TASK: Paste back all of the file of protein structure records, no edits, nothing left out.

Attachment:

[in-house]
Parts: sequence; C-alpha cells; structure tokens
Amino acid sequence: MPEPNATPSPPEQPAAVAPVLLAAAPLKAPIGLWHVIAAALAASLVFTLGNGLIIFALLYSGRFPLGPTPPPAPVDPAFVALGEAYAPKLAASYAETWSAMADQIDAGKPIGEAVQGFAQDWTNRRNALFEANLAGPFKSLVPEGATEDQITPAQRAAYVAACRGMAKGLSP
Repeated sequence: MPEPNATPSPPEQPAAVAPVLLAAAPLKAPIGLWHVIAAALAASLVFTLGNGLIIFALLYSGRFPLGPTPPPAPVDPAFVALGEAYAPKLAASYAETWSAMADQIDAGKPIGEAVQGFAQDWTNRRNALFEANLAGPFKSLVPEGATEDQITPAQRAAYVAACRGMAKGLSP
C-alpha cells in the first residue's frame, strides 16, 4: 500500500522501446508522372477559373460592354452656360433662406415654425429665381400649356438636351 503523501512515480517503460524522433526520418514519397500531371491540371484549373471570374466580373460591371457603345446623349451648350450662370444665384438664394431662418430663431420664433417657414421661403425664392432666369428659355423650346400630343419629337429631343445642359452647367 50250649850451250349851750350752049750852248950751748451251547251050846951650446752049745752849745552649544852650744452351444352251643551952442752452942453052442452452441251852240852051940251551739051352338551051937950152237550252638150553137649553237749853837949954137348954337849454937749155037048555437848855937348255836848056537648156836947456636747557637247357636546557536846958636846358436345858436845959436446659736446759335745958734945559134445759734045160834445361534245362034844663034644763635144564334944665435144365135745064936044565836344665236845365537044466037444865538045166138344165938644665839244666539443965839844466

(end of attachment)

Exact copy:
[in-house]
Parts: sequence; C-alpha cells; structure tokens
Amino acid sequence: MPEPNATPSPPEQPAAVAPVLLAAAPLKAPIGLWHVIAAALAASLVFTLGNGLIIFALLYSGRFPLGPTPPPAPVDPAFVALGEAYAPKLAASYAETWSAMADQIDAGKPIGEAVQGFAQDWTNRRNALFEANLAGPFKSLVPEGATEDQITPAQRAAYVAACRGMAKGLSP
Repeated sequence: MPEPNATPSPPEQPAAVAPVLLAAAPLKAPIGLWHVIAAALAASLVFTLGNGLIIFALLYSGRFPLGPTPPPAPVDPAFVALGEAYAPKLAASYAETWSAMADQIDAGKPIGEAVQGFAQDWTNRRNALFEANLAGPFKSLVPEGATEDQITPAQRAAYVAACRGMAKGLSP
C-alpha cells in the first residue's frame, strides 16, 4: 500500500522501446508522372477559373460592354452656360433662406415654425429665381400649356438636351 503523501512515480517503460524522433526520418514519397500531371491540371484549373471570374466580373460591371457603345446623349451648350450662370444665384438664394431662418430663431420664433417657414421661403425664392432666369428659355423650346400630343419629337429631343445642359452647367 50250649850451250349851750350752049750852248950751748451251547251050846951650446752049745752849745552649544852650744452351444352251643551952442752452942453052442452452441251852240852051940251551739051352338551051937950152237550252638150553137649553237749853837949954137348954337849454937749155037048555437848855937348255836848056537648156836947456636747557637247357636546557536846958636846358436345858436845959436446659736446759335745958734945559134445759734045160834445361534245362034844663034644763635144564334944665435144365135745064936044565836344665236845365537044466037444865538045166138344165938644665839244666539443965839844466